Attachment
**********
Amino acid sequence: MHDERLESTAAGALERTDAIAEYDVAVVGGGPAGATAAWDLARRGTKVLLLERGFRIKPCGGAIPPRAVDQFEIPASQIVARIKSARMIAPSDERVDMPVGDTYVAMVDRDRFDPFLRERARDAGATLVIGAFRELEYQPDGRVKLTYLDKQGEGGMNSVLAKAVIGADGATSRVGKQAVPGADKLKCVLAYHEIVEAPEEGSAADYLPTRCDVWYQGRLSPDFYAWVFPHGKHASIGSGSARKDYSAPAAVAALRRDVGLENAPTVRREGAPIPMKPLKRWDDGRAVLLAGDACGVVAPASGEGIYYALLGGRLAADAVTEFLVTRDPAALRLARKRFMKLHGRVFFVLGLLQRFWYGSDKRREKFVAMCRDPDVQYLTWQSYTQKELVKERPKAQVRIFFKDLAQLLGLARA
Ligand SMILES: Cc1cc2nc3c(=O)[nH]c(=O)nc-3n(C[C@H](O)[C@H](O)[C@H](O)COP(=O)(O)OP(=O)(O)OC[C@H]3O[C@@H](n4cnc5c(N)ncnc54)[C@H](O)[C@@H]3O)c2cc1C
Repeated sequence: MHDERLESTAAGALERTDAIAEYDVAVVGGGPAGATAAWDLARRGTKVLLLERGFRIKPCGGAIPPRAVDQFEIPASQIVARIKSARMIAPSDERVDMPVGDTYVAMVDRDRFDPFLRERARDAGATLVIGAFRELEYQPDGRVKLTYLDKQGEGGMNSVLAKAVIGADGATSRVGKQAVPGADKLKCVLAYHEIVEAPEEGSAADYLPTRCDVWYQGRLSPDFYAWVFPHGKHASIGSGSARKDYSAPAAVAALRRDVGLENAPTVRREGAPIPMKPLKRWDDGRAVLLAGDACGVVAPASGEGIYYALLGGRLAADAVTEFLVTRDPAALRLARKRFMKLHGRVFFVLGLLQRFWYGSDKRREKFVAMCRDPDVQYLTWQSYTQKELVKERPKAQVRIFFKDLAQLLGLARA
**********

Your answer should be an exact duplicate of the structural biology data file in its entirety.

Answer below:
Amino acid sequence: MHDERLESTAAGALERTDAIAEYDVAVVGGGPAGATAAWDLARRGTKVLLLERGFRIKPCGGAIPPRAVDQFEIPASQIVARIKSARMIAPSDERVDMPVGDTYVAMVDRDRFDPFLRERARDAGATLVIGAFRELEYQPDGRVKLTYLDKQGEGGMNSVLAKAVIGADGATSRVGKQAVPGADKLKCVLAYHEIVEAPEEGSAADYLPTRCDVWYQGRLSPDFYAWVFPHGKHASIGSGSARKDYSAPAAVAALRRDVGLENAPTVRREGAPIPMKPLKRWDDGRAVLLAGDACGVVAPASGEGIYYALLGGRLAADAVTEFLVTRDPAALRLARKRFMKLHGRVFFVLGLLQRFWYGSDKRREKFVAMCRDPDVQYLTWQSYTQKELVKERPKAQVRIFFKDLAQLLGLARA
Ligand SMILES: Cc1cc2nc3c(=O)[nH]c(=O)nc-3n(C[C@H](O)[C@H](O)[C@H](O)COP(=O)(O)OP(=O)(O)OC[C@H]3O[C@@H](n4cnc5c(N)ncnc54)[C@H](O)[C@@H]3O)c2cc1C
Repeated sequence: MHDERLESTAAGALERTDAIAEYDVAVVGGGPAGATAAWDLARRGTKVLLLERGFRIKPCGGAIPPRAVDQFEIPASQIVARIKSARMIAPSDERVDMPVGDTYVAMVDRDRFDPFLRERARDAGATLVIGAFRELEYQPDGRVKLTYLDKQGEGGMNSVLAKAVIGADGATSRVGKQAVPGADKLKCVLAYHEIVEAPEEGSAADYLPTRCDVWYQGRLSPDFYAWVFPHGKHASIGSGSARKDYSAPAAVAALRRDVGLENAPTVRREGAPIPMKPLKRWDDGRAVLLAGDACGVVAPASGEGIYYALLGGRLAADAVTEFLVTRDPAALRLARKRFMKLHGRVFFVLGLLQRFWYGSDKRREKFVAMCRDPDVQYLTWQSYTQKELVKERPKAQVRIFFKDLAQLLGLARA